End of oil exploration permits historic for Māori , but battle not over

End of oil exploration permits historic for Māori , but battle not over

End of oil exploration permits historic for Māori , but battle not over

"I have seen that happen once in the 1980s and I don't want to see that again".

Signaling its commitment to a clean energy future, New Zealand's government announced Thursday it won't issue any more permits for offshore oil and gas exploration. "The Petroleum Exploration and Production Association of New Zealand, lobby group, PEPANZ, and its member oil and gas companies, has feigned surprise but they can not have been surprised, given the various parties' pre-election commitments".

"All three of the parties in this Government are agreed that we must take this step as part of our package of measures to tackle climate change".

"I am proud of this Government for facing up to the inevitable and for planning for it".

"We are protecting existing exploration and mining rights".

Mr Jeffries says if new gas supplies are unavailable then coal will continue to be used domestically for purposes such as dairy plants.

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"This is truly, in the Prime Minister's words, the "nuclear-free moment of our generation", he said.

The move by New Zealand comes two weeks after the Netherlands announced plans to rapidly cut production at-and eventually close-Europe's biggest gas field as it too seeks to its slash fossil fuel use.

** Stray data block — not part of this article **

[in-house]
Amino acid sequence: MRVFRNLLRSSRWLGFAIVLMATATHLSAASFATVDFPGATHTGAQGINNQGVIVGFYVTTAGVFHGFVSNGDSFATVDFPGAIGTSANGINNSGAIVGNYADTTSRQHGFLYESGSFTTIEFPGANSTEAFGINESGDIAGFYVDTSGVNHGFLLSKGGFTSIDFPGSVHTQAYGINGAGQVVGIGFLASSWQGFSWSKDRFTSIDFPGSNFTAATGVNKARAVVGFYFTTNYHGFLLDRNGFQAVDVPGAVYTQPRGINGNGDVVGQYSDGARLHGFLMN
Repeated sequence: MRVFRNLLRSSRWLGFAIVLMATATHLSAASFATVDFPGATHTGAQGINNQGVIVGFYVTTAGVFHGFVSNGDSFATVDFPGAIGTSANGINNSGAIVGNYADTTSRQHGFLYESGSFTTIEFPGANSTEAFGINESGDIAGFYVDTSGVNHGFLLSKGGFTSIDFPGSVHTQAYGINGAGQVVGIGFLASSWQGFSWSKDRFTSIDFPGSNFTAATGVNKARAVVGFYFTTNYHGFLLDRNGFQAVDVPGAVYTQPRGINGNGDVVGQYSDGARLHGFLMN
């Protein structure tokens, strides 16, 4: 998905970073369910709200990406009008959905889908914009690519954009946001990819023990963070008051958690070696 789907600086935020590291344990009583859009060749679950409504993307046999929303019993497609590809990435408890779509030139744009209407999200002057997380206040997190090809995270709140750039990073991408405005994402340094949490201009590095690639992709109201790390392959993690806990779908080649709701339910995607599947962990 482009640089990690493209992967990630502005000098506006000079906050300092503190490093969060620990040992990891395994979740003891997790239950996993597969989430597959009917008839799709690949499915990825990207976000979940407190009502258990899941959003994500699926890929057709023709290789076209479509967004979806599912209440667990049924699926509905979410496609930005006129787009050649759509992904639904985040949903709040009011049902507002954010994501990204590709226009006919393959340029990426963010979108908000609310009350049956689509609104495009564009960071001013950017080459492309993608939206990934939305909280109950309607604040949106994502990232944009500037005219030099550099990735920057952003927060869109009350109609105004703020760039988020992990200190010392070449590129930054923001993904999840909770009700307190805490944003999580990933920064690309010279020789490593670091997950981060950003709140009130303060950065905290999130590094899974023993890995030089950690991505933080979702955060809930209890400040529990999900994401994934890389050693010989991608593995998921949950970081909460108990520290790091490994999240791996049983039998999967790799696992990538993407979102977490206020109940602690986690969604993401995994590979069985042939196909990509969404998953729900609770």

"This is another step on our transition away from fossil fuels and away form a carbon neutral economy", Ms Ardern said, while acknowledging this announcement alone would not be enough to combat climate change. "Their lobbying and pressure will make the transition more abrupt and painful than if we had acted sooner". "I don't think that's really the way the world's going", he told TV3.

The oil and gas industry in New Zealand generates about NZ$2.5 billion a year ($1.8 billion), including NZ$1.5 billion in exports, and employs about 11,000 people.

The move does not apply to onshore exploration permits. That means extraction could potentially continue to almost 2050. That has a lot more emissions. "But the reality is we are one of three parties and. we were very firm that there were existing jobs, existing investments, existing firms both domestic and global and today we've delivered to them the confidence the rights that they now have. are not going to be molested".

"Globally, the writing is on the wall for the oil industry". "No one is going to wake up tomorrow and discover they don't have a job in that particular sector".

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"There must be a just transition to a low carbon economy".

"You watch there will be a retrenchment in that industry and as some media have already reported this is the long-term death of Taranaki, it's unacceptable when the opportunity is there for NZ to participate", says Todd Muller, opposition for climate change.

That has not appeased locals in the region.

New Plymouth mayor Neil Holdom said the decision was "a kick in the guts" for the Taranaki region. "As the industry itself admits, there is good potential for more to be found".

In a bid to calm fears about the major shift in policy, Ardern will travel to Taranaki with Energy and Resources Minister Megan Woods immediately after returning from Europe next week.

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